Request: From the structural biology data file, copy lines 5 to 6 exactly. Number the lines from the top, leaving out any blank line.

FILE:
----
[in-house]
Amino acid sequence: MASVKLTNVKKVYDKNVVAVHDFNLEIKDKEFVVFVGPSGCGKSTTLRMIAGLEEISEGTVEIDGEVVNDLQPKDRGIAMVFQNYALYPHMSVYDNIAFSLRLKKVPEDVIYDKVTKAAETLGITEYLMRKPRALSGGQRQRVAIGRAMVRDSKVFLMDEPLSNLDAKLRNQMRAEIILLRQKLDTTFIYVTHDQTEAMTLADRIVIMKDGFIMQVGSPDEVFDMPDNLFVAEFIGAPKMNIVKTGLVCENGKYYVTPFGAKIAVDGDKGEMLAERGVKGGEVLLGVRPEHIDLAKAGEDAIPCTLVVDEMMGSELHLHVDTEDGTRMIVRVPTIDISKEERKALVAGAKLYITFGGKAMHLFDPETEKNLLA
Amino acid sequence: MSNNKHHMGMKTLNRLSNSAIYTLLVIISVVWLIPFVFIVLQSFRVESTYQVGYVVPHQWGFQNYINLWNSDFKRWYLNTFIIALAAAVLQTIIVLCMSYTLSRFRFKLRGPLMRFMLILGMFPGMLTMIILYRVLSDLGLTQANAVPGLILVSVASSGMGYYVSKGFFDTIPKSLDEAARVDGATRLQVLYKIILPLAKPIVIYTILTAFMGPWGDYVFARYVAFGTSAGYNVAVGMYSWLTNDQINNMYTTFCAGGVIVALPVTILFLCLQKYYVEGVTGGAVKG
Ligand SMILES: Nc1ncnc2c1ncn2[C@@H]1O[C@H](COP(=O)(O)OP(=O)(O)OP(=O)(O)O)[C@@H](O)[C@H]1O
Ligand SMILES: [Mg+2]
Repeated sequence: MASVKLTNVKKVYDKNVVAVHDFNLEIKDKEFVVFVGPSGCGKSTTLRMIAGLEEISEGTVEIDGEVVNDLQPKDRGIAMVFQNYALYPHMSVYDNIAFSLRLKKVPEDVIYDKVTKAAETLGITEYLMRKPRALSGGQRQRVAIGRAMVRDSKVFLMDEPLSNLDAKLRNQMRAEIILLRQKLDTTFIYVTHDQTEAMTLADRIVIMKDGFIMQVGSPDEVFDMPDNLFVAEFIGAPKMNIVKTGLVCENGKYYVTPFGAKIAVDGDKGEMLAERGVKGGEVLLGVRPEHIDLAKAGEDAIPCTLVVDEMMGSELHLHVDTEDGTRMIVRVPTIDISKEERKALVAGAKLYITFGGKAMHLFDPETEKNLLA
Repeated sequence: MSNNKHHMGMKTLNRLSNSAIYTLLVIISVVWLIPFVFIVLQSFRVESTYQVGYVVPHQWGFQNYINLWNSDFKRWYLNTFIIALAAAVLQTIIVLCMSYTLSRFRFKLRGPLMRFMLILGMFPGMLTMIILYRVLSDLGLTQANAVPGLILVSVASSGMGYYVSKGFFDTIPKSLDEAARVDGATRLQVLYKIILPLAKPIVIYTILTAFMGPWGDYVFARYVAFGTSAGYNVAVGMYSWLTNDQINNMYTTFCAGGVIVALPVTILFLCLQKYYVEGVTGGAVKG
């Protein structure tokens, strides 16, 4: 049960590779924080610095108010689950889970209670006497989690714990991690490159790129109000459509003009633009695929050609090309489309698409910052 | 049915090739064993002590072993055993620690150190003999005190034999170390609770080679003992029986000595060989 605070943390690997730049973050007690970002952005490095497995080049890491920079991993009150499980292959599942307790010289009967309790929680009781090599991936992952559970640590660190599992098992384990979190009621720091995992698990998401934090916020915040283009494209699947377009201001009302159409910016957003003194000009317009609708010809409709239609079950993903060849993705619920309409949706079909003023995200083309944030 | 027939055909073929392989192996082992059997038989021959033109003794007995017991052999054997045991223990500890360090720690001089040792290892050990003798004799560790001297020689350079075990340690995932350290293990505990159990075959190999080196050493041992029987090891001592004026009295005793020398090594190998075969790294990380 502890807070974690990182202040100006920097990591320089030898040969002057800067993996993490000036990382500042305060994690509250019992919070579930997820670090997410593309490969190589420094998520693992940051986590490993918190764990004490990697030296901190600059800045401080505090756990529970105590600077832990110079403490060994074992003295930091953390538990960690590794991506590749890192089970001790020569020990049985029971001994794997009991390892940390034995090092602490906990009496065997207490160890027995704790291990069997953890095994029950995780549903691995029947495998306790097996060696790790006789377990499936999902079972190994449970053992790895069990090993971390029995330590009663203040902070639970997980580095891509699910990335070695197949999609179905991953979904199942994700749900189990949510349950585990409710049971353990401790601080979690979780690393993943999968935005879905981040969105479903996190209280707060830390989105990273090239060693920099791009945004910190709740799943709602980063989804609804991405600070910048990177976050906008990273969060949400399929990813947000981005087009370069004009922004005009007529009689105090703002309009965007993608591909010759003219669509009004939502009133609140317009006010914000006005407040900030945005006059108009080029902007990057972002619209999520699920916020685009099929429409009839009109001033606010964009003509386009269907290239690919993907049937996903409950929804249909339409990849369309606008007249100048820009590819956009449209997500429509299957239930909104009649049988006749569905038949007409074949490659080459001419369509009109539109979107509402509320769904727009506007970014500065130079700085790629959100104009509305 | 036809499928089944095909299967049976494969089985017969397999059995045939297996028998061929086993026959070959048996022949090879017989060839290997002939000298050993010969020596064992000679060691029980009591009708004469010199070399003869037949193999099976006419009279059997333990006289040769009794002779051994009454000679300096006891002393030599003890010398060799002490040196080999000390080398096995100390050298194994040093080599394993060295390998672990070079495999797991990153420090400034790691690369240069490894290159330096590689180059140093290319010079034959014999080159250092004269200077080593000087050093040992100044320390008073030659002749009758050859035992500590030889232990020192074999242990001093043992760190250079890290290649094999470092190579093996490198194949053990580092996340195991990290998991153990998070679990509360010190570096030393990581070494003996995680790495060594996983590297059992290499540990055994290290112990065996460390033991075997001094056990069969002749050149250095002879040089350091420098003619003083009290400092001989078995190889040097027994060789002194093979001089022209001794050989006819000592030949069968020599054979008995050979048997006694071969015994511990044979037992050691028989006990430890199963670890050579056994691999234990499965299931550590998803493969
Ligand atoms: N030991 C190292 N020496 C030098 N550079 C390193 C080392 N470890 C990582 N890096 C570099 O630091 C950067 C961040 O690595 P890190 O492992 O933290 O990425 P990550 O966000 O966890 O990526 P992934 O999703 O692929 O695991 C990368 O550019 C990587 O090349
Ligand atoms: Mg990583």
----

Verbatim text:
Ligand SMILES: [Mg+2]
Repeated sequence: MASVKLTNVKKVYDKNVVAVHDFNLEIKDKEFVVFVGPSGCGKSTTLRMIAGLEEISEGTVEIDGEVVNDLQPKDRGIAMVFQNYALYPHMSVYDNIAFSLRLKKVPEDVIYDKVTKAAETLGITEYLMRKPRALSGGQRQRVAIGRAMVRDSKVFLMDEPLSNLDAKLRNQMRAEIILLRQKLDTTFIYVTHDQTEAMTLADRIVIMKDGFIMQVGSPDEVFDMPDNLFVAEFIGAPKMNIVKTGLVCENGKYYVTPFGAKIAVDGDKGEMLAERGVKGGEVLLGVRPEHIDLAKAGEDAIPCTLVVDEMMGSELHLHVDTEDGTRMIVRVPTIDISKEERKALVAGAKLYITFGGKAMHLFDPETEKNLLA